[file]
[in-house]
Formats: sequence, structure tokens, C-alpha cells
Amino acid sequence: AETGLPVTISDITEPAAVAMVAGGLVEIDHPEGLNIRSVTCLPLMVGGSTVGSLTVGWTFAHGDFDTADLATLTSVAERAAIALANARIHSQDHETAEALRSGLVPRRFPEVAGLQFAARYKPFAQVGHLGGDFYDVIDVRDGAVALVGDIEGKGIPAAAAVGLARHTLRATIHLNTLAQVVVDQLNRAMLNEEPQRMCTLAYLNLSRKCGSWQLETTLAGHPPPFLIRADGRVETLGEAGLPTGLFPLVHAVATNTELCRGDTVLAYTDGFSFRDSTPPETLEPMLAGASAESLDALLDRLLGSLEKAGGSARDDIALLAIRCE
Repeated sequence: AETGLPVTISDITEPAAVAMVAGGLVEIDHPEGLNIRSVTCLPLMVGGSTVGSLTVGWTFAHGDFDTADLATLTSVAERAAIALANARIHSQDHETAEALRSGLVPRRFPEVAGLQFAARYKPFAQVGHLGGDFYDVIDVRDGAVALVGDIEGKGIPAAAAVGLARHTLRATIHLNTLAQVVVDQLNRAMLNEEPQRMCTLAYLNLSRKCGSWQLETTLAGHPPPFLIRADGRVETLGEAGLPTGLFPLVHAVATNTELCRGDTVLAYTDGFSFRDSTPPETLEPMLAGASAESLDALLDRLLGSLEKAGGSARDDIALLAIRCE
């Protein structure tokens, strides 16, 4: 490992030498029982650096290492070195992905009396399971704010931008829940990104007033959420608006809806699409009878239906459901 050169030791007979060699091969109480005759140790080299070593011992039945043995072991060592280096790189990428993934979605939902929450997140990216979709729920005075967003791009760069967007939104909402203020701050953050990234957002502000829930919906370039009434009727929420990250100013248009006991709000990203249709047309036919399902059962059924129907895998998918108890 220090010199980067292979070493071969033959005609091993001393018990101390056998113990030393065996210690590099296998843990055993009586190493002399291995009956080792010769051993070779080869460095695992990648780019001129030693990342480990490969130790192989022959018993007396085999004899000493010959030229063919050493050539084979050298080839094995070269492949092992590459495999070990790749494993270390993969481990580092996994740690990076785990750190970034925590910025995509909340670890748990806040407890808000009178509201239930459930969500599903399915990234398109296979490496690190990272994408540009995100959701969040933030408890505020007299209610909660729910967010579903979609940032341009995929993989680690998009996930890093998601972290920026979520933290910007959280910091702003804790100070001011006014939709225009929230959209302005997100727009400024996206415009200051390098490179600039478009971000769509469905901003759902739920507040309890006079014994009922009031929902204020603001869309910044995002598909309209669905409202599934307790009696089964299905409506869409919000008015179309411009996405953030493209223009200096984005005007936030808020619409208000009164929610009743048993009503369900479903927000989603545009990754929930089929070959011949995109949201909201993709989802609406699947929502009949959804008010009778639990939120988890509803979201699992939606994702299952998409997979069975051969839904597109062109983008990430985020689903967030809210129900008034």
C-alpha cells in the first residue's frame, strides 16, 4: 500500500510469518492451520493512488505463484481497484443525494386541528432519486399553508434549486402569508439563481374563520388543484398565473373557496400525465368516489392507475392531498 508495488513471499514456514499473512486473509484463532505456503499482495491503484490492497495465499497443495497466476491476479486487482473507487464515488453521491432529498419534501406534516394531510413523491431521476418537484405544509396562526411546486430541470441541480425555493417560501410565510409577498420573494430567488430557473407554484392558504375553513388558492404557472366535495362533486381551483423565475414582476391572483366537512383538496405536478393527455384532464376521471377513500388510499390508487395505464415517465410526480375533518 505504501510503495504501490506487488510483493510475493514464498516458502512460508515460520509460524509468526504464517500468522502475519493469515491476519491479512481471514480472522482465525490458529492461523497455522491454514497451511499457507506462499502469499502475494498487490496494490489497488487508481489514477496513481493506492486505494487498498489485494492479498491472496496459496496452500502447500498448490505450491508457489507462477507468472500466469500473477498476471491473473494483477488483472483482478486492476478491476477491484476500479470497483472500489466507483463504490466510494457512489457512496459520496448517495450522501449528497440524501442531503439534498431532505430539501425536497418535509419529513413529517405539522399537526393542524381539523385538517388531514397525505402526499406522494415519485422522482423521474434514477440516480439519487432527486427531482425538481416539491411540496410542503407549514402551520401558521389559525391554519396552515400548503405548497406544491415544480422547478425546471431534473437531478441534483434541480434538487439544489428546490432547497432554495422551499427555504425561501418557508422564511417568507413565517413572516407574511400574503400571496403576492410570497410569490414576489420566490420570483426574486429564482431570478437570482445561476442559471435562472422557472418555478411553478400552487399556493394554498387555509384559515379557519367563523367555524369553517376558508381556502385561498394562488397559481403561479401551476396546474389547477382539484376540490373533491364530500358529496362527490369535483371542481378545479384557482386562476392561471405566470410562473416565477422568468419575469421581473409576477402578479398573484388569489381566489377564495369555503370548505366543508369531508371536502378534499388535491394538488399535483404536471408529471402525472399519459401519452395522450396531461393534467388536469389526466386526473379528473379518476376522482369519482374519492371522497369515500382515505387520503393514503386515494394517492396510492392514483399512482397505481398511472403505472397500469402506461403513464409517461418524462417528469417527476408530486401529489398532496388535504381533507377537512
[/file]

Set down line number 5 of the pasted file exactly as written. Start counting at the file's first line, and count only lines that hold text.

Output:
């Protein structure tokens, strides 16, 4: 490992030498029982650096290492070195992905009396399971704010931008829940990104007033959420608006809806699409009878239906459901 050169030791007979060699091969109480005759140790080299070593011992039945043995072991060592280096790189990428993934979605939902929450997140990216979709729920005075967003791009760069967007939104909402203020701050953050990234957002502000829930919906370039009434009727929420990250100013248009006991709000990203249709047309036919399902059962059924129907895998998918108890 220090010199980067292979070493071969033959005609091993001393018990101390056998113990030393065996210690590099296998843990055993009586190493002399291995009956080792010769051993070779080869460095695992990648780019001129030693990342480990490969130790192989022959018993007396085999004899000493010959030229063919050493050539084979050298080839094995070269492949092992590459495999070990790749494993270390993969481990580092996994740690990076785990750190970034925590910025995509909340670890748990806040407890808000009178509201239930459930969500599903399915990234398109296979490496690190990272994408540009995100959701969040933030408890505020007299209610909660729910967010579903979609940032341009995929993989680690998009996930890093998601972290920026979520933290910007959280910091702003804790100070001011006014939709225009929230959209302005997100727009400024996206415009200051390098490179600039478009971000769509469905901003759902739920507040309890006079014994009922009031929902204020603001869309910044995002598909309209669905409202599934307790009696089964299905409506869409919000008015179309411009996405953030493209223009200096984005005007936030808020619409208000009164929610009743048993009503369900479903927000989603545009990754929930089929070959011949995109949201909201993709989802609406699947929502009949959804008010009778639990939120988890509803979201699992939606994702299952998409997979069975051969839904597109062109983008990430985020689903967030809210129900008034």